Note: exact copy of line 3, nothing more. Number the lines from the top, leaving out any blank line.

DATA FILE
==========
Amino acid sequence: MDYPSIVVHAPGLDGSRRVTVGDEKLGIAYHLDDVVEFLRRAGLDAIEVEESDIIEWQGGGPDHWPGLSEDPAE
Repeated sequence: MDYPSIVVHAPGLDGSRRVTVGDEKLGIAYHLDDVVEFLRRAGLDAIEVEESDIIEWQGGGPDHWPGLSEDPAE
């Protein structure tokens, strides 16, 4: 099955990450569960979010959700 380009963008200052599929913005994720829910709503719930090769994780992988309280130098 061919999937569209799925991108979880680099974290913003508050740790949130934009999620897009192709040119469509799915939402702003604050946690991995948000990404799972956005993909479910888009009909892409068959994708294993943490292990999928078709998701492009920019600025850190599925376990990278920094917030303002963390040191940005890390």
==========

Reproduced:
């Protein structure tokens, strides 16, 4: 099955990450569960979010959700 380009963008200052599929913005994720829910709503719930090769994780992988309280130098 061919999937569209799925991108979880680099974290913003508050740790949130934009999620897009192709040119469509799915939402702003604050946690991995948000990404799972956005993909479910888009009909892409068959994708294993943490292990999928078709998701492009920019600025850190599925376990990278920094917030303002963390040191940005890390």